Based on previous initiatives, it looks likely China will seek to attain frontier capabilities in AI then package those capabilities up as products and use that to fund further research. “Chinese government, industry, and scientific leaders will continue to push to move up the value-added chain. And in some of the sectors where they are doing so, such as ultra high-voltage power lines (UHV) and civil nuclear reactors, China is already a global leader, deploying these technologies to scale and unmatched in this by few other markets,” writes the author. “That means it should be able to couple its status as a leading technology consumer to a new and growing role as an exporter. China’s sheer market power could enable it to export some of its indigenous technology and engineering standards in an effort to become the default global standard setter for this or that technology and system.”
Read more: The Deep Roots and Long Branches of Chinese Technonationalism (Macro Polo).
French researchers build ‘Jacquard’ dataset to improve robotic grasping:
…11,000+ object dataset provide real objects with associated depth information…
How do you solve a problem like robotic grasping? One way is to use many real world robots working in parallel for several months to learn to pick up a multitude of real world objects – that’s a route Google researchers took with the company’s ‘arm farm’ a few years ago. Another is to use people outfitted with sensors to collect demonstrations of humans grasping different objects, then learn from that – that’s the approach taken by AI startups like Kindred. A third way, and one which has drawn interest from a multitude of researchers, is to create synthetic 3D objects and train robots in a simulator to learn to grasp them – that’s what researchers at the University of California at Berkeley have done with Dex-Net, as well as organizations like Google and OpenAI; some organizations have further augmented this technique via the use of generative adversarial networks to simulate a greater range of grasps on objects.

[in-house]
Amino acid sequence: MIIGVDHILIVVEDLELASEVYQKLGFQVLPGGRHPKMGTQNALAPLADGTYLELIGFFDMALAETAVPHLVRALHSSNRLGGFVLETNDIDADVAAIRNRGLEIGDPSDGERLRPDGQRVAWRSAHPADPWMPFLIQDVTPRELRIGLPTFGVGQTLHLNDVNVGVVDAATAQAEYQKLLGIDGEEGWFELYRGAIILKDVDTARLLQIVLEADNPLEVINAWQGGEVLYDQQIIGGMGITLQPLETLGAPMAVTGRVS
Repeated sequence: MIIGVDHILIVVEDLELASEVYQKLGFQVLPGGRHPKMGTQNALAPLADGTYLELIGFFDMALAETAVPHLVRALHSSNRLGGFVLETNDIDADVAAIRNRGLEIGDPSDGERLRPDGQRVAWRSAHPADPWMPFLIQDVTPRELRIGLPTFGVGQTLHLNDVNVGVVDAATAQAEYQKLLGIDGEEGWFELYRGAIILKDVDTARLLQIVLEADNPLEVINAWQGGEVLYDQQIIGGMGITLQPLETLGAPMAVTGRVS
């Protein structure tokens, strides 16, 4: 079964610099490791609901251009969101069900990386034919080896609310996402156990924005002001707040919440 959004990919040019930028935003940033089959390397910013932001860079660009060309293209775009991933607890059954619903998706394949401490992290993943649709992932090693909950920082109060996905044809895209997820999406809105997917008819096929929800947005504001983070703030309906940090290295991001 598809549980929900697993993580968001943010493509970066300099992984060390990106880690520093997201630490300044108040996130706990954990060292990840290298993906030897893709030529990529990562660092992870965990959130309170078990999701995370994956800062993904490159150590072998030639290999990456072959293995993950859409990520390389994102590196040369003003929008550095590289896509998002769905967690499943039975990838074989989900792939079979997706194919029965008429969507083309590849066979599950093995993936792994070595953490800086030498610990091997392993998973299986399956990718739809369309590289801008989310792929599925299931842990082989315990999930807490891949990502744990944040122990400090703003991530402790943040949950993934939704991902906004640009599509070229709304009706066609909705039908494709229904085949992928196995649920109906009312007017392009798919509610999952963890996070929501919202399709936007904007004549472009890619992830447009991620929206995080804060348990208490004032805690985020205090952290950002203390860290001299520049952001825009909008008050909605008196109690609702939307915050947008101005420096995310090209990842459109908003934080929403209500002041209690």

Jacquard: Now, French researchers have announced Jacquard, a robotics grasping dataset that contains more than 11,000 different real world objects and 50,000 images annotated with both RGB and realistic depth information. They plan to release it soon, they say, without specifying when. The researchers generate their data by sampling objects from ShapeNet which are each scaled and given different weight values, then dropped into a simulator, where they are then rendered into high-resolution images via Blender, with grasp annotations generated by a three-stage automated process within the ‘pyBullet’ physics library. To evaluate their dataset, they test it in simulation by pre-training an Alexnet on their Jacquard dataset then applying it to another, smaller, held-out dataset, where it generalizes well. The dataset supports multiple robotic gripper sizes, several different grasps linked to each image, and one million labelled grasps.
Real robots: The researchers tested their approach on a real robot (a Fanuc M-20iA robotic arm) by testing it on a subset of ~2,000 objects from the Jacquard dataset as well as on the full Cornell dataset. A pre-trained AlexNet tested in this way gets about 78% at producing correct grasps, compared to 60.46% for Cornell. Both of these results are quite weak compared to results on the Dex-Net dataset, and other attempts.
Why it matters: Many researchers expect that deep learning could lead to significant advancement in the manipulation capabilities of robots. But we’re currently missing two key traits: large enough datasets and a way to test and evaluate robots on standard platforms in standard ways. We’re currently going through a boom in the number of robot datasets available, with Jacquard representing another contribution here.
Read more: Jacquard: A Large Scale Dataset for Robotic Grasp Detection (Arxiv).